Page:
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Nurse’s personal comments on Facebook and Twitter constitute “Professional Misconduct”: what do family health teams need to know about social media and the law?

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Last week I presented with Maria McDonald on “Social Media and the Law” and issues family health teams need to consider. Then on Friday December 3rd the CBC reported on a nurse being found guilty of professional misconduct in Saskatchewan for personal comments she made on Facebook and Twitter about care received by her grandfather. You can read the CBC story here and the details of the finding of the Saskatchewan Registered Nurses’ Association here.

Here’s what the nurse wrote online:

“<name> spent a week in “<facility>” before he died and after hearing about his and my family’s experience there <blank> it is evident that Not Everyone is “up to speed” on how to approach end of life care . . . Or how to help maintain an Ageing Senior’s Dignity (among other things!) So . . . I challenge the people involved in decision making with that facility, to please get All Your Staff a refresher on this topic AND More. . . . to those who made <name> last years less than desirable, Please Do Better Next Time!. . . And a caution to anyone that has loved ones at the facility mentioned above: keep an eye on things and report anything you Do Not Like! That’s the only way to get some things to change. The fact that I have to ask people, who work in health care, to take a step back and be more compassionate, saddens me more than you know!”

“. . . And this has been an ongoing struggle with the often subpar care given to X (especially ) for many years now . . . Hence my effort to bring more public attention to it (As not much else seems to be working).  

As an RN and avid health care advocate myself, I just HAVE to speak up! Whatever reasons/excuses people give for not giving quality care, I Do Not Care. It. Just. Needs. To. Be. Fixed. And NOW!”

The nurse was found guilty of professional misconduct despite the fact that she was not providing care to her grandfather. She had however referred to herself as a nurse in the posts – presumably to lend credibility to her critique. It was found that she had failed to bring her concerns forward through the proper channels, failed to obtain all relevant information before making her comments and failed to act with professionalism in violation of the Association’s Code of Ethics.

This case provides a clear message to all clinicians to be mindful of what you post online. And is a reminder for health care organizations to provide leadership for what is permitted and discouraged online activity.

The Benefits of Social Media

Most family health teams in Ontario (at least the ones I know) have a pretty decent social media presence: Twitter, Facebook, and LinkedIn being the most popular platforms.

Using social media has become an essential way informally to communicate with your community and patients and at no (or very low) cost. You can share your contact information, hours of operation, and clinic information – reducing the need for phone calls to your admin team.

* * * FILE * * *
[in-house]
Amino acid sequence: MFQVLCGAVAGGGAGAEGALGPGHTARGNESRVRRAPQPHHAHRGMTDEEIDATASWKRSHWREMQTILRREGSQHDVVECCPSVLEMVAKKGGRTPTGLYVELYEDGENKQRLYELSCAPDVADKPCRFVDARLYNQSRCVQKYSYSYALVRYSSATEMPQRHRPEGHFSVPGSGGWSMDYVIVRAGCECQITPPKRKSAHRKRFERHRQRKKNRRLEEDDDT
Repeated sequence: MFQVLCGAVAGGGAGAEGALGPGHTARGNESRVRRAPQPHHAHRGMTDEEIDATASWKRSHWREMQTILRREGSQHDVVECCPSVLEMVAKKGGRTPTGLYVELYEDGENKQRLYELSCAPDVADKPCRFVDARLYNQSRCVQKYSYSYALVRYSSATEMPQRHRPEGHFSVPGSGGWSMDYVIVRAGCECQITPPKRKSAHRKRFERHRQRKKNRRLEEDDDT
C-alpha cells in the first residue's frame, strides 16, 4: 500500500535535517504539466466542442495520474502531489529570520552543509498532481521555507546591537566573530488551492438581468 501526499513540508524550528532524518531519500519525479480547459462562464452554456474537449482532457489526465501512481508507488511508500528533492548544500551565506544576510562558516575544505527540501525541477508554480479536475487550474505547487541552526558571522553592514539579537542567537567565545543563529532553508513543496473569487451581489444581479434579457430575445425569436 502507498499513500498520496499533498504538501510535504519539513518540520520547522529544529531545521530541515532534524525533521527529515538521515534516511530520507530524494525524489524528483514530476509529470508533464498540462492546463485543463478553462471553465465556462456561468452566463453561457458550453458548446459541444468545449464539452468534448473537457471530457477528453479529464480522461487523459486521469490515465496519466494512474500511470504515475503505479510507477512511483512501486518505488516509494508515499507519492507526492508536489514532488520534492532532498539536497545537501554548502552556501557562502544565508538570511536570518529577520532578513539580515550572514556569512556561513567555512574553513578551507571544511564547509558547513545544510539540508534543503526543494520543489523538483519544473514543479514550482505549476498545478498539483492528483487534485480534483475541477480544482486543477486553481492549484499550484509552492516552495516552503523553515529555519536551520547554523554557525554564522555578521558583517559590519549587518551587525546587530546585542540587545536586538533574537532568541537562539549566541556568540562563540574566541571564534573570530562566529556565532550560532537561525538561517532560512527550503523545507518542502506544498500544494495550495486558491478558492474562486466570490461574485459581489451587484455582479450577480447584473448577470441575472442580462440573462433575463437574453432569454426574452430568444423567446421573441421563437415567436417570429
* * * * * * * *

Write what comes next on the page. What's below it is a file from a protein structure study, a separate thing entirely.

Many family health teams also use social media to meet their health promotion mandate. Look around and you will find one of the biggest benefits of social media is communicating about healthy lifestyle options. Social media posts are by nature “informal” which sets a welcome challenge to family health teams make complicated health information easily understandable and relevant.

Regulatory Colleges Have Rules about Social Media

Most Ontario’s health regulatory Colleges updated their social media guidelines in 2013. Here is a sampling of policies:

The main themes that arise from these College guidelines and legal cases include:

  • Maintaining appropriate boundaries with patients
  • Protecting privacy and confidentiality
  • Obtaining informed consent for any form of treatment
  • Following College standards in all forms of clinical practice – including online
  • Respecting colleagues and employers

When Social Media Use Goes Wrong

But clinicians must be careful about their use of social media.  As the case with the Saskatchewan nurse shows, even if you believe your comments on social media are personal and have nothing to do with your work – your regulatory College or your employer or the Information and Privacy Commissioner may find differently. See:

  • Cases involving sexist or vulgar comments made by a Hydro One employee in 2015 and Toronto firefighters in 2014 have raised questions about what employers can do about personal activity on social media or about off-duty conduct that goes viral on social media.
  • The Papadopoulos case from the College of Psychologists of Ontario in 2012 found Ms. Papadopoulos guilty of professional misconduct for comments made on a podcast in contravention of the standards of the College.

Practical Tips:

For clinicians, the message is clear: you should be thoughtful and mindful about what you put into the public sphere. You wear your professional hat in public and you may be held to account for your public statements.

For employers, the advice is always the same – have a policy that clarifies your organizational expectations for staff using social media – and train on that policy.

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